In 1977, 12-year-old Kimberley Rawlings suggested the name Otis Spunkmeyer for her parents’ nascent cookie business. The name stuck and so did the cookies—not to the baking tray, but to American appetites, growing from a single store in Oakland into the No. 1 frozen cookie dough manufacturer in the U.S., currently providing baked goods to more than 100,000 wholesale customers, including American Airlines and the U.S. military (and you wondered why the defense budget was so large).
Founded by Kimberley’s parents, Kenneth and Linda Rawlings, the company’s success largely hinged on the move from retailer to wholesaler and Mr. Rawlings’ revolutionary approach to marketing frozen cookie dough to wholesale customers. Unlike competitors’, their frozen cookie dough shipments included the loan of a preset temperature oven, pre-sliced cookie dough and brand marketing materials to fuel impulse cookie purchasing.
This move from retailer to wholesaler took place in the mid-1980s. According to city records, Ms. Rawlings is making another move, selling her high-floor three-bedroom at tony Upper East Side condominium the Chatham for $6.3 million to Jules Jergensen watch heirs Roberta and Deborah Clayman.
The apartment, which was on the market for only 17 days, according to the Web site Streeteasy, was listed at $5.75 million, more than half a million dollars less than the recorded payment price. Certainly high-floor units at the swank Robert A.M. Stern-designed, amenity-rich condo are rare and quickly coveted, but does this $500,000 price jump spell bidding war? Unfortunately, we may never know, considering that Brown Harris Stevens‘ listing agent Mike Lubin and the buyer’s agent, Douglas Elliman‘s Doreen Courtright, both declined to comment for the article.
Roberta and Deborah Clayman, widow and daughter, respectively, of Morton Clayman, longtime owner of the Jules Jergensen watch company, will be able to enjoy citywide views through “oversized picture windows” as well as “soaring” ceilings, individually climate-controlled rooms and “multiple” walk-in closets. Oh, how Carrie Bradshaw would be jealous, but I guess that’s just the way the cookie crumbles.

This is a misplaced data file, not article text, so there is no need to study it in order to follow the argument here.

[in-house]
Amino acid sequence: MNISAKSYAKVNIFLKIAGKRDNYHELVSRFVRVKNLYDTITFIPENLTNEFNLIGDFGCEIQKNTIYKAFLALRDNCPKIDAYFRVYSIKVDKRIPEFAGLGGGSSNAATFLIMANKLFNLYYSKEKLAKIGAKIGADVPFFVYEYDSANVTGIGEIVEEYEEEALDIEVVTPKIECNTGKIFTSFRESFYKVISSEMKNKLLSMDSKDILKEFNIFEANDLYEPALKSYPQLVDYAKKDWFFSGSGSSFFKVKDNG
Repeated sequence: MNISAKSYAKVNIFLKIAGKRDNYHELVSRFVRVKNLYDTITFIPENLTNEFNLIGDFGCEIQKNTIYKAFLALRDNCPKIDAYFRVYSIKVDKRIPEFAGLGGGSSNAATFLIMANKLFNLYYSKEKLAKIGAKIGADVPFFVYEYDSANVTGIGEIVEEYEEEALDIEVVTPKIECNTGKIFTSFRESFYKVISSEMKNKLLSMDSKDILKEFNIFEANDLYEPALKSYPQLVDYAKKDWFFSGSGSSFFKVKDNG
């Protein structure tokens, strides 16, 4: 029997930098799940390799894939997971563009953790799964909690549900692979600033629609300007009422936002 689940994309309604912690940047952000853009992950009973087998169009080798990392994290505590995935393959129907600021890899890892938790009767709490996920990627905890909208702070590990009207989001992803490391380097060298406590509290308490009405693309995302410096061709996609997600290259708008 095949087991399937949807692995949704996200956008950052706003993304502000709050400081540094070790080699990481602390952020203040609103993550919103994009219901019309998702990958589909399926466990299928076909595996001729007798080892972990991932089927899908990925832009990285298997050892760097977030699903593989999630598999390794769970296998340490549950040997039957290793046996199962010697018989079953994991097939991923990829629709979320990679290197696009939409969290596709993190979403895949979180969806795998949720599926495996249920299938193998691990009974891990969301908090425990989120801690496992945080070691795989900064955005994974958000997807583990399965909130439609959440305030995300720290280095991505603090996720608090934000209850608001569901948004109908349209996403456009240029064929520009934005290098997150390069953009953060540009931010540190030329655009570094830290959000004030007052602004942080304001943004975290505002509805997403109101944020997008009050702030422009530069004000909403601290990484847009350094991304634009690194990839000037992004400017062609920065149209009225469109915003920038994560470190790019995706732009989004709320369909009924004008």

Meanwhile, just four blocks north, another gourmet-grateful homeowner also sold. Karine Bakhoum (pictured) unloaded her apartment at the Art Deco 205 East 69th Street. One of the city’s leading restaurant publicists, Ms. Bakhoum has counted Jean-Georges Vongerichten, Bobby Flay, Jeffrey Chodorow (of China Grill acclaim) and chef Patricia Yeo as clients.
The Egyptian-born Ms. Bakhoum (her father is Coptic Egyptian, her mother American) is a regular judge on the Food Network’s Iron Chef America and, in 2007, famously insured her palate with Lloyd’s of London for $1 million (the company has insured Celine Dion’s vocal chords and Keith Richards’ fingers, but Ms. Bakhoum marks the first seven-figure palate).
According to city records, Ms. Bakhoum, who is distantly related to former U.N. secretary general Boutros Boutros-Gali, recently sold the “beautifully appointed,” three-bedroom Upper East Side co-op for $1.775 million to Andrew and Michelle Rubel (it was originally listed for $1.875 million). “I put in the cook’s kitchen!,” Ms. Bakhoum told The Observer. “It was a galley kitchen, and we knocked out a maid’s room and expanded it and made it state of the art.”
Of whether the new buyers will use the kitchen as often as Ms. Bakhoum, Halstead listing agent Rose Tallis said, “Well, it was one of the features that highly impressed them. Everyone just loved it. Mrs. Bakhoum did a lot of entertaining, so the kitchen allows for a lot of people to gather in the kitchen, which is nice for the buyers as they are a family with children.”